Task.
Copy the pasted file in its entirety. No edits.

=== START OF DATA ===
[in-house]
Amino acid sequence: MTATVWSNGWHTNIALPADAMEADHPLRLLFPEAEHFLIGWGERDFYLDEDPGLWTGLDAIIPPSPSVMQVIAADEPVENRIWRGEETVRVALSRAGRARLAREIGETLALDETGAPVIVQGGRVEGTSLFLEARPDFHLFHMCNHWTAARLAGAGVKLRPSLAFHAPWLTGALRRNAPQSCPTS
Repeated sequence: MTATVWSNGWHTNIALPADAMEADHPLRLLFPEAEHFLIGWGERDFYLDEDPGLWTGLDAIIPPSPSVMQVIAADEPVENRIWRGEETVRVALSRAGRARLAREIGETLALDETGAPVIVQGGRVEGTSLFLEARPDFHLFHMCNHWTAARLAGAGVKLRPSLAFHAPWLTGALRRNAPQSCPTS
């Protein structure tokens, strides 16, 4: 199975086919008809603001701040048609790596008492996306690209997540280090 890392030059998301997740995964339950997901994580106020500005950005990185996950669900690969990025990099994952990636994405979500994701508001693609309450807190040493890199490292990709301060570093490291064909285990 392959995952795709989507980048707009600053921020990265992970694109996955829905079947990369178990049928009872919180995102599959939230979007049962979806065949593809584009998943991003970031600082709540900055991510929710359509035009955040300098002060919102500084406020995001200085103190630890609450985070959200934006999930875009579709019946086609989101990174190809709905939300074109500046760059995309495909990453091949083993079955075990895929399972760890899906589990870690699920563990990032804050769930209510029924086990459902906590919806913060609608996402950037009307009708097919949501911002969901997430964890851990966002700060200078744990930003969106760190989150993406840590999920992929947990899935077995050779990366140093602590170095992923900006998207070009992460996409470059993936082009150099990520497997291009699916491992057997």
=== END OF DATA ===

[in-house]
Amino acid sequence: MTATVWSNGWHTNIALPADAMEADHPLRLLFPEAEHFLIGWGERDFYLDEDPGLWTGLDAIIPPSPSVMQVIAADEPVENRIWRGEETVRVALSRAGRARLAREIGETLALDETGAPVIVQGGRVEGTSLFLEARPDFHLFHMCNHWTAARLAGAGVKLRPSLAFHAPWLTGALRRNAPQSCPTS
Repeated sequence: MTATVWSNGWHTNIALPADAMEADHPLRLLFPEAEHFLIGWGERDFYLDEDPGLWTGLDAIIPPSPSVMQVIAADEPVENRIWRGEETVRVALSRAGRARLAREIGETLALDETGAPVIVQGGRVEGTSLFLEARPDFHLFHMCNHWTAARLAGAGVKLRPSLAFHAPWLTGALRRNAPQSCPTS
């Protein structure tokens, strides 16, 4: 199975086919008809603001701040048609790596008492996306690209997540280090 890392030059998301997740995964339950997901994580106020500005950005990185996950669900690969990025990099994952990636994405979500994701508001693609309450807190040493890199490292990709301060570093490291064909285990 392959995952795709989507980048707009600053921020990265992970694109996955829905079947990369178990049928009872919180995102599959939230979007049962979806065949593809584009998943991003970031600082709540900055991510929710359509035009955040300098002060919102500084406020995001200085103190630890609450985070959200934006999930875009579709019946086609989101990174190809709905939300074109500046760059995309495909990453091949083993079955075990895929399972760890899906589990870690699920563990990032804050769930209510029924086990459902906590919806913060609608996402950037009307009708097919949501911002969901997430964890851990966002700060200078744990930003969106760190989150993406840590999920992929947990899935077995050779990366140093602590170095992923900006998207070009992460996409470059993936082009150099990520497997291009699916491992057997």